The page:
FIG. 14 is a longitudinal cross-sectional view of an alternate embodiment to that shown on FIGS. 10-13 depicting a configuration of the device having inflated medial and lateral inflation chambers with drug delivery means located on the lateral exterior wall mounted on a deployment catheter.

FIG. 15 is a cross-sectional view of the device shown in FIG. 14 taken along lines 15--15 in FIG. 14

FIG. 16 is a longitudinal cross-sectional view of an alternate embodiment of the endovascular local drug delivery device showing a plurality of inflated inflation cells of the inflation chamber with longitudionally extending flexible support members between the inflated inflation cells.

FIG. 17 is a cross-sectional view of the embodiment shown in FIG. 16 taken along lines 17--17 in FIG. 16.

FIG. 18 is a longitudinal cross-sectional view of the embodiment shown in FIG. 17 mounted on the deployment catheter with a plurality of deflated inflation cells of the inflation chamber having longitudionally extending flexible support members located between the inflated inflation cells.

FIG. 19 is a cross-sectional view of the embodiment shown in FIG. 18 taken along lines 19--19 in FIG. 18.

FIG. 20 is a cross-sectional view of one embodiment of the endovascular local drug delivery device of the invention showing a continuous tubular medication lumen interspersed between a plurality of inflation cells in the (inflated) expanded position.

FIG. 21 is a perspective view of the embodiment shown in FIG. 20 contained within a removable sheath (or delivery catheter) covering the device.

FIG. 22 is a graph showing thrombus inhibition on a DACRON® graft by administration of PPACK in a baboon ex vivo shunt model via conventional systemic intravenous and local infusion routes after 30 minutes of blood exposure.

FIG. 23 is a graph showing inhibition of platelet deposition on a DACRON® graft by local infusion of PPACK in a baboon ex vivo shunt model over 30 minutes post blood exposure using the devices described herein.

DETAILED DESCRIPTION OF THE ILLUSTRATIVE EMBODIMENTS

The present invention may be understood more readily by reference to the following detailed description of specific embodiments and the Examples and Figures included therein.

As used in the claims, "a" can mean one or more.

The present invention provides a device that is adapted to provide for prolonged localized delivery of a substance at or to a preselected site in a natural tissue conduit in the mammalian body without substantially compromising fluid flow through the conduit. The phrase "natural tissue conduit" as used herein means any area of the mammalian body which functions to transport substances and includes, but is not limited to, e.g., blood vessels of the cardiovascular system (arteries and veins), vessels of the lymphatic system, the intestinal tract (esophagus, stomach, the small and large intestines, and colon), the portal-caval system of the liver, the gall bladder and bile duct, the urinary system (ureters, bladder and urethra), the respiratory system (trachea, bronchi, and bronchioles), and ducts and ductules connecting endocrine organs to other areas of the body. The devices of the present invention can be used in any mammal or in any animal in which natural tissue conduits are found.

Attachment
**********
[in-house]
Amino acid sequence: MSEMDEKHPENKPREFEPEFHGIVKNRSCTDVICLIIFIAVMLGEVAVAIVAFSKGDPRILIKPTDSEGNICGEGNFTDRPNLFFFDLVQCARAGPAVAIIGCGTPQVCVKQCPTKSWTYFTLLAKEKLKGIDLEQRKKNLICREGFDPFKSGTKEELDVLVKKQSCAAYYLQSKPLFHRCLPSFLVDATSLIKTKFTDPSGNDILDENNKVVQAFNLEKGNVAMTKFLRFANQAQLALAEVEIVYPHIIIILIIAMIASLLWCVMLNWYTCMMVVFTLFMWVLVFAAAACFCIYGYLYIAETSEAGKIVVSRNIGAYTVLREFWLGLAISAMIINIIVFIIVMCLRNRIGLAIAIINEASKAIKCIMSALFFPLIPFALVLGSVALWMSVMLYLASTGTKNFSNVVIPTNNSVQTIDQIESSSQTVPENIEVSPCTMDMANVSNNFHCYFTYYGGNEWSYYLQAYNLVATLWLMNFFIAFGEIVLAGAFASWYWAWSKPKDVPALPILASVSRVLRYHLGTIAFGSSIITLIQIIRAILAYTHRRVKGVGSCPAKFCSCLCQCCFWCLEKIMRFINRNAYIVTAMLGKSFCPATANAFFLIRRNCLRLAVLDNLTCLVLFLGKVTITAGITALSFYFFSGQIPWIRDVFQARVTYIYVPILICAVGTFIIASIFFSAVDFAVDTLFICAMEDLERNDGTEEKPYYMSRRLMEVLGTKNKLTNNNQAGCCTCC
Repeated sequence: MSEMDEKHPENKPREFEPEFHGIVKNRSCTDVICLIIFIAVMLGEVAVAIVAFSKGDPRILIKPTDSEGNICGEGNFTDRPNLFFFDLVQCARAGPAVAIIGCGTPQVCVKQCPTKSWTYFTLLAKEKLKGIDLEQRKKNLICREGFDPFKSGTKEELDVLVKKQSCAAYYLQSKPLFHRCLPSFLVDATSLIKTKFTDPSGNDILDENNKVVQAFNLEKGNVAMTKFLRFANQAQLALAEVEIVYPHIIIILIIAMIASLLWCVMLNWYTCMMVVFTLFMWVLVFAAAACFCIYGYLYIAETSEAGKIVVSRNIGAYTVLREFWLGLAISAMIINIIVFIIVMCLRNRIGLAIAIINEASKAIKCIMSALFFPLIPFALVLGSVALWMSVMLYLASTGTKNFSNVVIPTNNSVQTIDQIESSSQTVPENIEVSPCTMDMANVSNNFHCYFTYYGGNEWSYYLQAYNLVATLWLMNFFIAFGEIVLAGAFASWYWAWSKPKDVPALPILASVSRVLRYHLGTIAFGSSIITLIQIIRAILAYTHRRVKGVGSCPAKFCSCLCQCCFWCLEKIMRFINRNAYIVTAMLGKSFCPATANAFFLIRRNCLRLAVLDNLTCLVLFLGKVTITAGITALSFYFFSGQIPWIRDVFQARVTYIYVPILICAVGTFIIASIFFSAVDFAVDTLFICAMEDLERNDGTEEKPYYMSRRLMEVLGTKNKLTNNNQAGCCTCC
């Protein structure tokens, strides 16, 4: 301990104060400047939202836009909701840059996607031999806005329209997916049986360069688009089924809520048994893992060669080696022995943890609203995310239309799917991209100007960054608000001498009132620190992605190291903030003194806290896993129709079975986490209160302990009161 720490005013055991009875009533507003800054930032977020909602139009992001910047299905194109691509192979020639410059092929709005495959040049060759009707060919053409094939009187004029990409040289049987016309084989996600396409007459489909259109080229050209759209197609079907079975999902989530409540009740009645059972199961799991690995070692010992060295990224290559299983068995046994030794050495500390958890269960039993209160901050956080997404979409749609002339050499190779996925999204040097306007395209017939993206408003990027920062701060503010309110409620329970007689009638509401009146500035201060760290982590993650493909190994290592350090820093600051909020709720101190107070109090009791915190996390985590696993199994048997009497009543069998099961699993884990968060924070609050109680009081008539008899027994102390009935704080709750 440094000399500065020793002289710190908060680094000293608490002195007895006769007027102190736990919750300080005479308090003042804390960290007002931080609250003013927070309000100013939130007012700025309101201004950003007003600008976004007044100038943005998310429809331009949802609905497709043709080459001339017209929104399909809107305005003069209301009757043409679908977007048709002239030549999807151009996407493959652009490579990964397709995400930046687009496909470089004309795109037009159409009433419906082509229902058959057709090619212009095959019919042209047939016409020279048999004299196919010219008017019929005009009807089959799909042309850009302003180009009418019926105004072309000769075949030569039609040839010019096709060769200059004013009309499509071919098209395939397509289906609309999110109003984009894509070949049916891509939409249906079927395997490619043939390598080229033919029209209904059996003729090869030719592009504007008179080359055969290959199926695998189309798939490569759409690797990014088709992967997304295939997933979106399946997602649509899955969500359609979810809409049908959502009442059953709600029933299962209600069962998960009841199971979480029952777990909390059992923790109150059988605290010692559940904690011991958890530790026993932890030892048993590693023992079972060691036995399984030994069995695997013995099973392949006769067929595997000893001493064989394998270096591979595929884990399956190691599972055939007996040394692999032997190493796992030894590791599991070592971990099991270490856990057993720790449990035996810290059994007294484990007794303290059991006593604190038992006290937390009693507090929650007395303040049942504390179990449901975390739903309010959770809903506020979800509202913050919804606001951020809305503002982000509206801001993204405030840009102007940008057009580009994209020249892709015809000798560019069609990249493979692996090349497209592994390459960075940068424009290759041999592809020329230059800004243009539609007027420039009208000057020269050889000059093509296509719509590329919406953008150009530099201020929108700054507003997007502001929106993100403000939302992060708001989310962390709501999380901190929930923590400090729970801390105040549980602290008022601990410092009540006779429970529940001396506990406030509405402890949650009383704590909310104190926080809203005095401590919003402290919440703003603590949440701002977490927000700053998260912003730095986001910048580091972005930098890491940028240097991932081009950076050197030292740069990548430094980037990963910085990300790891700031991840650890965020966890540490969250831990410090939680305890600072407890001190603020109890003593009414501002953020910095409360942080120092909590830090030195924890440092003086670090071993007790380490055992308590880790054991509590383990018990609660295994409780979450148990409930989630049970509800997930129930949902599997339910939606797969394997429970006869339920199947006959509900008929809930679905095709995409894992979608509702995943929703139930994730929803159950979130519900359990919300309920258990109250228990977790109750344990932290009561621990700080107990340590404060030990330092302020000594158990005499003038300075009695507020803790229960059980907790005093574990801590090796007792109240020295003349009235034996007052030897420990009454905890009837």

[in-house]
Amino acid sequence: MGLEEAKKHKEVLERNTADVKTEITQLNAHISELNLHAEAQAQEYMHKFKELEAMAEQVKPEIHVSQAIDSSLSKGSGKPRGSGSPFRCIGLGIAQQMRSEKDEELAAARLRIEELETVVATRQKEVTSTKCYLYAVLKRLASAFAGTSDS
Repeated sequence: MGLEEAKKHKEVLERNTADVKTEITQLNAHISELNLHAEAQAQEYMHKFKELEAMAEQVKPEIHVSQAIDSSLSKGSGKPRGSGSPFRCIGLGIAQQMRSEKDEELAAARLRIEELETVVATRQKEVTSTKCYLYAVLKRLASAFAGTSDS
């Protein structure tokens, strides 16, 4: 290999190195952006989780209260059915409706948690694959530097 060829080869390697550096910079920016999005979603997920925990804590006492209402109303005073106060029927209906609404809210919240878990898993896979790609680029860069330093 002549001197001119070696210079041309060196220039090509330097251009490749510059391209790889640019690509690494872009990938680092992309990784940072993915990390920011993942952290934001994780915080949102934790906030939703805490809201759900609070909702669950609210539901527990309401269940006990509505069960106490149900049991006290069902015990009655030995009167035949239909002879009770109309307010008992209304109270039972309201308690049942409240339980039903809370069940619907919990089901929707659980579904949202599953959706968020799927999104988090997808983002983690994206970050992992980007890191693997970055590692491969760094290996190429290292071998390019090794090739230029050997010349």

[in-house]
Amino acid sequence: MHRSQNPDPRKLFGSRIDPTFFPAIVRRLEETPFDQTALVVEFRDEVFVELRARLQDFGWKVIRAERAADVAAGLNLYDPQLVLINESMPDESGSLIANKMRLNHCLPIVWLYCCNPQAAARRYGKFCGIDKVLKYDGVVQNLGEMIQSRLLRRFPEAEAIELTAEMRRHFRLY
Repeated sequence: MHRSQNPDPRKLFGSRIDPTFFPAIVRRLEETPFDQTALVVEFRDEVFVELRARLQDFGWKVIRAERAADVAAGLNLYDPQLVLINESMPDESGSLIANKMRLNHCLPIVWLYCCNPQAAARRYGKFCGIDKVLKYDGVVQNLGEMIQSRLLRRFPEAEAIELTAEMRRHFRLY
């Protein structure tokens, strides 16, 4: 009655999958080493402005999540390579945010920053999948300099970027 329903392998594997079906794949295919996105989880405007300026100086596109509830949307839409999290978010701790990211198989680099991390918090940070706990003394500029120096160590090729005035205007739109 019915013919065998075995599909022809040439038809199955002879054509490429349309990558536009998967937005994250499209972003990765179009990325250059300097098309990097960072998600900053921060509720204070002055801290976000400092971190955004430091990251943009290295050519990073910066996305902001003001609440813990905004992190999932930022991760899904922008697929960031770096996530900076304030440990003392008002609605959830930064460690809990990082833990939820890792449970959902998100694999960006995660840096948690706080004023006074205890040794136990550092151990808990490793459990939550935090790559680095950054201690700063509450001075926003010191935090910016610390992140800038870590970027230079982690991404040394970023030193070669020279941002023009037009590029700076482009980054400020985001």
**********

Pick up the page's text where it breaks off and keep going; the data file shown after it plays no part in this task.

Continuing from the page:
In particular, the invention relates a device and method for localized endovascular delivery of a drug into the boundary layer of fluid flowing through a blood vessel, thereby reducing the amount of drug needed to achieve a therapeutic concentration at a preselected site, e.g., an angioplasty site. The devices described herein can also be referred to interchangeably as "catheters" and are designed for intraluminal (e.g., endovascular) use in the natural tissue conduits, e.g., arteries and veins of the mammalian body as set forth above.

As used herein, the phrases "preselected site" or "predetermined site" can mean any site within, or accessible by the natural tissue conduit. The preselected site can be the site where the substance delivery segment of the device is deployed (positioned) within the conduit and can include diseased as well as healthy sections of the conduit. The preselected site can be proximal (upstream) of a diseased segment of the natural tissue conduit. In particular, the preselected site can be a site selected for deployment of the substance delivery portion of the device which allows treatment of a target treatment area or organ distal (downstream) of the deployment site which is accessible for therapy via a fluid flowing through the conduit.

Depending upon the context in which used, the phrase "preselected site" can also refer to the location within the lumen of the conduit (relative to the cross-sectional diameter thereof) at which a substance is delivered into the lumen of the conduit. For example, the preselected site can be the boundary layer or rim flow layer of a fluid flowing through the conduit. As used herein, the "boundary layer" or "rim flow layer" typically comprises an annular ring at the fluid-conduit interface which occupies only between about 1% and about 10%, but especially about 5% of the conduit cross-sectional area. As can be appreciated by one of skill in the art, the size of the boundary layer can vary depending upon the size of the vessel, blood flow conditions and drug diffusivity. Thus, "boundary layer" and "brim flow layer" are used interchangeably herein.